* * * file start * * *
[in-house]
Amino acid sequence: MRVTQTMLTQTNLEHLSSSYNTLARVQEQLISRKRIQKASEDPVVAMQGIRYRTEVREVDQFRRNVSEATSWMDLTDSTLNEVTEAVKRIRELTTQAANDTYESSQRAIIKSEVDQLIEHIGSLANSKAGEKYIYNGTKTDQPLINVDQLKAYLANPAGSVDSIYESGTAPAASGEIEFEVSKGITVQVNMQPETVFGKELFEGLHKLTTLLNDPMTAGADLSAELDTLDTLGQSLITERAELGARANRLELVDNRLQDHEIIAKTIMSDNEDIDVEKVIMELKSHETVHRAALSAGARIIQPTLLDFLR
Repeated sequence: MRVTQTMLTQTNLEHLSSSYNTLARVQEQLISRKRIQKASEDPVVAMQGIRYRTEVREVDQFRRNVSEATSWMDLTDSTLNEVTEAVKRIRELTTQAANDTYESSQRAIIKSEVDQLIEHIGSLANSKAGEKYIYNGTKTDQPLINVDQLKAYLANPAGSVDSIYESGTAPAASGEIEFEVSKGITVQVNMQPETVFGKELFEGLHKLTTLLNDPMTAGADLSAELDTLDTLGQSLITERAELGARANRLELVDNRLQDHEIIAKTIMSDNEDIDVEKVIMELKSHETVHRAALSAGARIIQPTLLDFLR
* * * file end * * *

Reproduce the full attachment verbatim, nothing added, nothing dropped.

[in-house]
Amino acid sequence: MRVTQTMLTQTNLEHLSSSYNTLARVQEQLISRKRIQKASEDPVVAMQGIRYRTEVREVDQFRRNVSEATSWMDLTDSTLNEVTEAVKRIRELTTQAANDTYESSQRAIIKSEVDQLIEHIGSLANSKAGEKYIYNGTKTDQPLINVDQLKAYLANPAGSVDSIYESGTAPAASGEIEFEVSKGITVQVNMQPETVFGKELFEGLHKLTTLLNDPMTAGADLSAELDTLDTLGQSLITERAELGARANRLELVDNRLQDHEIIAKTIMSDNEDIDVEKVIMELKSHETVHRAALSAGARIIQPTLLDFLR
Repeated sequence: MRVTQTMLTQTNLEHLSSSYNTLARVQEQLISRKRIQKASEDPVVAMQGIRYRTEVREVDQFRRNVSEATSWMDLTDSTLNEVTEAVKRIRELTTQAANDTYESSQRAIIKSEVDQLIEHIGSLANSKAGEKYIYNGTKTDQPLINVDQLKAYLANPAGSVDSIYESGTAPAASGEIEFEVSKGITVQVNMQPETVFGKELFEGLHKLTTLLNDPMTAGADLSAELDTLDTLGQSLITERAELGARANRLELVDNRLQDHEIIAKTIMSDNEDIDVEKVIMELKSHETVHRAALSAGARIIQPTLLDFLR